- Use optimized search terms in your summary
- Don’t be afraid to inject some personality into your writing
- Add context to the stages of your career story
- Brag about your accomplishments (don’t forget to use specific data and awards!)
- Longer is often better. Utilize as much of the character limit as you can.
- Keep it readable with short paragraphs or bullet points
- Don’t go overboard with special characters
- Use a “call to action” at the end
Get automated tips for your profile with Jobscan’s LinkedIn Optimization tool.
LinkedIn Summary and About Section Examples
Here are 13 examples of strong LinkedIn summaries that use different approaches. Take inspiration from these profiles but DO NOT copy them.
Cal, Marketing & Communications DirectorContextualizes his experience with a personal anecdote, shows off entrepreneurial spirit, and peppers dollar signs and percentages throughout.
Dina, Marketing ExecutiveConfident opening, context into what makes her passionate about her work, keyword dense, and uses every available character. We don’t advise using this many special characters, but the content is very strong.
Daniel, Customer Experience SpecialistContains personality and a look into his interests, but most importantly demonstrates his process and allows prospective employers to see exactly how he would approach the work.
Alaina C., Social Media DirectorShort, easy to read sentences keep this summary moving while still providing important information about who the writer is beyond just a description of their job. This is an excellent example of providing a holistic viewpoint of an individual, beyond just the hard skills.
Michelle V., Software DeveloperThis is an excellent LinkedIn summary for an executive-level employee. She not only highlights her key skills and accomplishments for quick review, but also provides insight to her leadership style when managing others in the company.
Alison H., SEO Content WriterThrowing numbers and percentages in right from the beginning is a great way to grab a readers’ attention and entice them to learn more. The psychological insight via the use of personality tests can also lend a different perspective to not only your skills, but how you might approach different situations in the workplace.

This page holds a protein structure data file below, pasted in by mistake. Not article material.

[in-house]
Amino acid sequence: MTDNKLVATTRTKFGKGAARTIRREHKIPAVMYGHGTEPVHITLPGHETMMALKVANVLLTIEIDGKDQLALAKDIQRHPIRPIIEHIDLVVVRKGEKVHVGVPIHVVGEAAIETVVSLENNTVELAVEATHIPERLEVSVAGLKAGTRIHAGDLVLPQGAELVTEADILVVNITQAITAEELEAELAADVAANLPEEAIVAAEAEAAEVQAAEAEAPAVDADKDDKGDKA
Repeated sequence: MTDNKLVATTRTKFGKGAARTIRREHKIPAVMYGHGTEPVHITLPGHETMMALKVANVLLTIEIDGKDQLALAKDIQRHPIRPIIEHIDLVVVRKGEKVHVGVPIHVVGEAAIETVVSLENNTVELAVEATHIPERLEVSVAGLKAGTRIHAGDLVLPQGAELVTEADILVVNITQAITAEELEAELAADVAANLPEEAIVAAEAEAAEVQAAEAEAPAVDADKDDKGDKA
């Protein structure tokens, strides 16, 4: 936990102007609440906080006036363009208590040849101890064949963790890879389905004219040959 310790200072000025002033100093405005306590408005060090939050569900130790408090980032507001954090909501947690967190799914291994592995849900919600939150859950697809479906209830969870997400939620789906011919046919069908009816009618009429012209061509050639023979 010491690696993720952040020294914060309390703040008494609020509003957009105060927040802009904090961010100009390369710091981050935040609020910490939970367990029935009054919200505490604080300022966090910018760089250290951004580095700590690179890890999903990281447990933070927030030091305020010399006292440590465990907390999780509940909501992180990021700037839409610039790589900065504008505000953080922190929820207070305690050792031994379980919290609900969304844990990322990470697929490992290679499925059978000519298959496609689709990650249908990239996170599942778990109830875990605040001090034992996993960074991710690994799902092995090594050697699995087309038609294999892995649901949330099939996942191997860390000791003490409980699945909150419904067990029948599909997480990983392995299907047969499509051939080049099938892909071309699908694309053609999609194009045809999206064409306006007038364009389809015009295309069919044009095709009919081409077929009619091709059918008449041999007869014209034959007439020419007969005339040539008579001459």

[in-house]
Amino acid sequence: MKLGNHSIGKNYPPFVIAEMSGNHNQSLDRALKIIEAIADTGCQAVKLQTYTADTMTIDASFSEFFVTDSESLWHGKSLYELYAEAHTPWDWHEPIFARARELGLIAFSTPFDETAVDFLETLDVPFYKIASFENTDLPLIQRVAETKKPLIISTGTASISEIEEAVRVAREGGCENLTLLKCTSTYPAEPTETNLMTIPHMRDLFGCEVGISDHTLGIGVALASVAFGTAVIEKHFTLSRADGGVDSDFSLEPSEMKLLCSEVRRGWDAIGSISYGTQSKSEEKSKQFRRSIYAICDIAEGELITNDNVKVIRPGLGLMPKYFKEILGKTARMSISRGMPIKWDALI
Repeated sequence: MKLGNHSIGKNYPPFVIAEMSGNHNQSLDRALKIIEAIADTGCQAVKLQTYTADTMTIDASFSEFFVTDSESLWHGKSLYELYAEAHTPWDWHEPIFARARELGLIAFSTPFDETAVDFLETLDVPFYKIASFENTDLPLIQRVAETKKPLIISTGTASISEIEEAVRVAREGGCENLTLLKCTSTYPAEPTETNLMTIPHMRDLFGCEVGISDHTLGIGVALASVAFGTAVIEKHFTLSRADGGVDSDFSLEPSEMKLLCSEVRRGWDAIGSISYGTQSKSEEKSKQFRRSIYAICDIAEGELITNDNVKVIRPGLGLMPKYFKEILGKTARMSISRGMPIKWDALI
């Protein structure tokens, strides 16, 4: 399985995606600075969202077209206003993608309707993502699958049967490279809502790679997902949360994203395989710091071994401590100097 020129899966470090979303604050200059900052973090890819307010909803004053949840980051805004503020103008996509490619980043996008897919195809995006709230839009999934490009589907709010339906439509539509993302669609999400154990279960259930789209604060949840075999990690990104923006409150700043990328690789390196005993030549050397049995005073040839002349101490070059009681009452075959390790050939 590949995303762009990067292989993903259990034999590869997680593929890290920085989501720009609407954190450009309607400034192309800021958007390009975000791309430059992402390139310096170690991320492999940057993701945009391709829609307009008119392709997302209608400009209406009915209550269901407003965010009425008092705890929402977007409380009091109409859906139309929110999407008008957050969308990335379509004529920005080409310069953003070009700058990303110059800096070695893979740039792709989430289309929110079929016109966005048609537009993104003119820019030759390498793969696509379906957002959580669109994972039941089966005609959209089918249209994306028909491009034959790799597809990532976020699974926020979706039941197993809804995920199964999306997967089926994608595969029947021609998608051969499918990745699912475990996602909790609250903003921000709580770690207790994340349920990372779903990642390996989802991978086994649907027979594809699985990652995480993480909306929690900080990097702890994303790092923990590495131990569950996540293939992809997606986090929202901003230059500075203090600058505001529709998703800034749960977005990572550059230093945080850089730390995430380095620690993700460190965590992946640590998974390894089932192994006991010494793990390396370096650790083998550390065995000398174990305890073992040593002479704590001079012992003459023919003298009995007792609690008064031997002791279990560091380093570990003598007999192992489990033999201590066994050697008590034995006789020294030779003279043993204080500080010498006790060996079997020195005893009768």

LinkedIn Summary and About Section Examples for Career Changes
Here are several examples of how to write a LinkedIn summary when you’re making a career change or pivot. Again, use these as guides for your LinkedIn About Section, but don’t copy and paste.
Jacob H., Airline Pilot to Aviation Technical WriterEven if you’re making what feels like a big jump, you are likely more qualified than you think you are! Try to provide specific examples of how your previous experience is relevant to your new dream role, and the efforts you are putting in to close any gaps in your education or training.
Michael R., Staffing / Recruiting Account Manager to Software Sales Account ExecutiveThis is a good LinkedIn summary outline to follow for career changes, particularly if you’re looking to stay in the same general line of work but shifting industries or niches. Highlighting key qualities and learnings that also are relevant to your new direction can help keep hiring managers focused on the good.
LinkedIn Summary and About Section Examples for Students Seeking Internships
Your LinkedIn summary is also important for students who are not yet in the workforce, still working on a college degree, or applying for internships. Here are three examples of how to “work with what you’ve got” and make a great first impression on LinkedIn.
Daniel R., Public Policy Analysis StudentThis summary is clear and direct, easy to read, and outlines both the skills gained from university classwork and a previous internship which can help boost confidence in your abilities.
Sarah T., Arts and Culture Management StudentThis is an excellent example of leaning on your personal character qualities and providing clear examples of how they will enhance your ability to do the job well. At the internship level, you don’t have to have a ton of experience to be well-suited for the roles. Sharing about your personality and values can be equally important.
Kelly L., Digital Arts & Sciences StudentAnother clever strategy is to expound on the unique learning opportunities you’ve experienced in college. Study abroad experiences, volunteer work, and personal passion projects can all be useful ways to express the value you have to offer.